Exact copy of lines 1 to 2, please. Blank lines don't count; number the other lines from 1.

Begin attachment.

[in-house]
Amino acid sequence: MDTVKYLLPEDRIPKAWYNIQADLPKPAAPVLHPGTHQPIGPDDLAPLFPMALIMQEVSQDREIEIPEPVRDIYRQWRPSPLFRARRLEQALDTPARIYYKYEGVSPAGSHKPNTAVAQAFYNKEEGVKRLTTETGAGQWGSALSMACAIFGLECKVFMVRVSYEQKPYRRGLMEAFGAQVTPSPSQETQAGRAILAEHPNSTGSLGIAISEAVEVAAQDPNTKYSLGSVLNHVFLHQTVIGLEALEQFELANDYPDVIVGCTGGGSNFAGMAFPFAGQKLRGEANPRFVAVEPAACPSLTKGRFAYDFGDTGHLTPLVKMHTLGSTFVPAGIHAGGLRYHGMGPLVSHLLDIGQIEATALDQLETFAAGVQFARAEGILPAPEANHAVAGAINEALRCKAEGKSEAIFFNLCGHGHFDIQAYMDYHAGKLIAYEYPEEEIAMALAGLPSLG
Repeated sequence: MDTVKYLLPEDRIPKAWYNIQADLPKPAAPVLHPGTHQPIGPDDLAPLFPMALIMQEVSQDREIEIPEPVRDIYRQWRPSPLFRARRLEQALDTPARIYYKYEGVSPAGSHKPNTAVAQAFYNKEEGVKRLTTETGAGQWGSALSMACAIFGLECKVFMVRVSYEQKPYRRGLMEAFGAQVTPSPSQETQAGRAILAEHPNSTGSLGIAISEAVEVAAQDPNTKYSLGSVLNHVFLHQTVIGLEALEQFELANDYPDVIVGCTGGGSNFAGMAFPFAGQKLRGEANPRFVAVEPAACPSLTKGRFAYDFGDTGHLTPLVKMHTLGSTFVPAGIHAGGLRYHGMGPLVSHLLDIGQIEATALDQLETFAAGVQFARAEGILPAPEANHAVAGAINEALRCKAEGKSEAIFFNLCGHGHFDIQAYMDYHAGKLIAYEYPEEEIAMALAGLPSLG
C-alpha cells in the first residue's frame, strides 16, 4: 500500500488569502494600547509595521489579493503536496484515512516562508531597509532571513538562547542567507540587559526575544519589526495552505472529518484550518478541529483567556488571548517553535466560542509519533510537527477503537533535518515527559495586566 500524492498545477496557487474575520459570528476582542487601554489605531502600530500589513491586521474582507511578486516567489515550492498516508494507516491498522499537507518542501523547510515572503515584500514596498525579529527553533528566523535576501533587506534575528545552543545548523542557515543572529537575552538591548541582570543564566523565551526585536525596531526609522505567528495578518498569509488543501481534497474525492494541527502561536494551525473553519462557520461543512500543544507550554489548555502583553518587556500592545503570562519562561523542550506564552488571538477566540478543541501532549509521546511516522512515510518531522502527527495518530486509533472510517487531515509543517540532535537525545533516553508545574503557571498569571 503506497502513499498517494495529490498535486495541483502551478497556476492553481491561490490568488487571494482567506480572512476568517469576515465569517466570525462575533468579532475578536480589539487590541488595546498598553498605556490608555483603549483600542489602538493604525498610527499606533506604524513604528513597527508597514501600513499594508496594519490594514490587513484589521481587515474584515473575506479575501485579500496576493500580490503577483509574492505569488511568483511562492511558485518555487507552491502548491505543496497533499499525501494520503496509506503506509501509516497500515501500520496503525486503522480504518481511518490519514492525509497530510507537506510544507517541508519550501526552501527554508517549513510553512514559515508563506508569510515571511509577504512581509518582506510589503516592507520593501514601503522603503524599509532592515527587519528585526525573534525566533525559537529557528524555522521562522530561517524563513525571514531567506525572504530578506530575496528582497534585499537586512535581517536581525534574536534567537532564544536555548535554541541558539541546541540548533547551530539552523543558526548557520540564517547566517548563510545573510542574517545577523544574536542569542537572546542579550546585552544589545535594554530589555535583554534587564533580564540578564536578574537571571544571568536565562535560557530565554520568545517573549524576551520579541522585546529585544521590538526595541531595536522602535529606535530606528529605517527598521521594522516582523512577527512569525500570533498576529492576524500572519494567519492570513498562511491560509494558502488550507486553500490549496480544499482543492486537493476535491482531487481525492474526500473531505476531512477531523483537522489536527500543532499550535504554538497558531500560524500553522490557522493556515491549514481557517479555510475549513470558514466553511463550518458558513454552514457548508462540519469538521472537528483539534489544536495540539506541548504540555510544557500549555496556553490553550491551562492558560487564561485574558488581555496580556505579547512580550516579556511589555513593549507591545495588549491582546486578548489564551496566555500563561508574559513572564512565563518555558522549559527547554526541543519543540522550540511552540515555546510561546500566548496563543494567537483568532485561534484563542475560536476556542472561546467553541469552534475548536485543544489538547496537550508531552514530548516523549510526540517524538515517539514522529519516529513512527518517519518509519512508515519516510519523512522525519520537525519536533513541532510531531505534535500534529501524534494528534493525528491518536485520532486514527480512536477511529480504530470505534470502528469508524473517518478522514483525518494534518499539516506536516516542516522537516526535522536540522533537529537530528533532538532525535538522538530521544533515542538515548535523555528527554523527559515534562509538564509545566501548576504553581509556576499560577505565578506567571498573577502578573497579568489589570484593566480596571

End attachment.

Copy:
[in-house]
Amino acid sequence: MDTVKYLLPEDRIPKAWYNIQADLPKPAAPVLHPGTHQPIGPDDLAPLFPMALIMQEVSQDREIEIPEPVRDIYRQWRPSPLFRARRLEQALDTPARIYYKYEGVSPAGSHKPNTAVAQAFYNKEEGVKRLTTETGAGQWGSALSMACAIFGLECKVFMVRVSYEQKPYRRGLMEAFGAQVTPSPSQETQAGRAILAEHPNSTGSLGIAISEAVEVAAQDPNTKYSLGSVLNHVFLHQTVIGLEALEQFELANDYPDVIVGCTGGGSNFAGMAFPFAGQKLRGEANPRFVAVEPAACPSLTKGRFAYDFGDTGHLTPLVKMHTLGSTFVPAGIHAGGLRYHGMGPLVSHLLDIGQIEATALDQLETFAAGVQFARAEGILPAPEANHAVAGAINEALRCKAEGKSEAIFFNLCGHGHFDIQAYMDYHAGKLIAYEYPEEEIAMALAGLPSLG